REDSTONE ARSENAL, Ala. (Feb. 9, 2013) -- Mentors are important no matter the age of those they mentor. For the children of fallen service members, mentors provide a vital role, which employees of the U.S. Army Space and Missile Defense Command/Army Forces Strategic Command, got the chance to fill while having fun Mardi Gras style at The Overlook on Redstone Arsenal, Feb. 9.

The event, sponsored by U.S. Army Space and Missile Defense Command/Army Forces Strategic Command, or USASMDC/ARSTRAT, and Survivor Outreach Services, is for the families of fallen Soldiers, and one of the focuses of these events is the mentoring for children.

"We sought among our volunteers not just people who would do activities but volunteers who would choose to be adult mentors and find a surviving spouse, or mom or dad, or brother or sister, and communicate in a very caring and genuine way with them," said Lt. Gen. Richard P. Formica, SMDC's commanding general. "Then we have adult mentors who would reach out to a surviving child who might be missing a father figure, and for one day establish a special relationship with an adult who can reach out to them and make them feel important in an environment that is focused on them and their needs."

Rick Judy, a retired sergeant major who now works at SMDC as a Department of the Army civilian, has been 5-year-old KayCee Chaney's mentor for the past three SOS events.

"I love to do this, and it's a good way to give back," Judy said. "These families have made the ultimate sacrifice. This is little bitty stuff compared to what they're going through. I've had KayCee three times. I hope I make a good impression on him and he'll take something away from this."

According to KayCee's mom, Krystal Chaney, who lost her husband in 2008, these SOS/SMDC events are beneficial to KayCee.

"I think these events help KayCee to realize that the Army doesn't forget," Chaney said. "I think it helps to put a face on the Army, and Rick has been a positive male role model for my son. These have been amazing."

Being a positive role model is exactly why Judy likes to pair up with KayCee.

"I feel sad for him because he doesn't have a father figure in his life right now," Judy said. "If I can kind of fill that role a little bit, kind of give him the man thing, I love it. In fact, if we could do this more often it would be better. KayCee's fun, enjoyable and full of energy."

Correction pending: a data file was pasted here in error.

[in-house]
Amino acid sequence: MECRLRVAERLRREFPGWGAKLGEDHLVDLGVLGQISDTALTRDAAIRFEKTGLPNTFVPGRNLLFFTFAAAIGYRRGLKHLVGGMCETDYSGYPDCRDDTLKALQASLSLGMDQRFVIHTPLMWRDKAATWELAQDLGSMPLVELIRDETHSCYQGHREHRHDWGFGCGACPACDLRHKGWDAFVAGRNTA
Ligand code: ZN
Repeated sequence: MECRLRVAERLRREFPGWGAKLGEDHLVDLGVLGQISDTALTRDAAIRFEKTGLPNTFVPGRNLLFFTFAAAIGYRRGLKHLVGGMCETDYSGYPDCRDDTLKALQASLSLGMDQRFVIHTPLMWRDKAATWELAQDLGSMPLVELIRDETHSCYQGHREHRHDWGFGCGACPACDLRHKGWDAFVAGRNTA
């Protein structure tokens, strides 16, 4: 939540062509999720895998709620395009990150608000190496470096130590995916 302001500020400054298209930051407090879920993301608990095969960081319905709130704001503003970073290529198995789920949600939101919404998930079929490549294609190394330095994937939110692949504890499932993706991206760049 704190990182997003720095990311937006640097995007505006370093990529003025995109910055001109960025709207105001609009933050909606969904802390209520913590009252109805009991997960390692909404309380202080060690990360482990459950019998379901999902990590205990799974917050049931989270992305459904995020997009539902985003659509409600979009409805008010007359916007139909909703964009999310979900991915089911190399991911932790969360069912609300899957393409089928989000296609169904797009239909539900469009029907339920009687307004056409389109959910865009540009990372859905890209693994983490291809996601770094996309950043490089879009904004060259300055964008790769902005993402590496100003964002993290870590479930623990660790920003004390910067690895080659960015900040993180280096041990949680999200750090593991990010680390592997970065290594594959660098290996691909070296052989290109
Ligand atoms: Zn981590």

KayCee when asked if he looked for Judy when he arrived at an SOS event said emphatically, "Yeeeaaaah!!!"

Chaney said these events really mean a lot to her and other surviving families.

"Part of what you lose when you lose your Soldier is the sense of community," Chaney said. "This helps that and helps transition us back to civilian life. SOS keeps growing and evolving, and it's been fantastic."

According to Judy, survivors are still part of the Army family.

"If you show that all these people still mean something, that they're still important to us, then you can't ask for more than that," Judy said. "I believe in the Army family. These are amazing events with amazing people and you have volunteers who give freely. They would come do this every day if you asked them."

Kerrie Branson, SOS coordinator, said these events remind her that survivors are cared about and their fallen Soldiers are not forgotten.

"Mentors taking time out on their Saturdays and paying special attention to the children who have lost someone significant in their life is very touching," Branson said. "Adult survivors, like Karen Kennedy, have told me that watching the children interact with mentors encourages them, and they see there is life after loss. Although difficult, survivors are given hope and strive to pull each other along the path."

Formica always tells the surviving families that he, SMDC, and the Army will remember them and their loved ones.

"These are great events and they are wonderful opportunities for us to remind the surviving families that they will never be forgotten," Formica said. "I've been overwhelmed by the response from within the command and among the community. There are so many people who are willing to volunteer as adult mentors, mentors for the kids, or to do the many activities, and I'm very appreciative of that."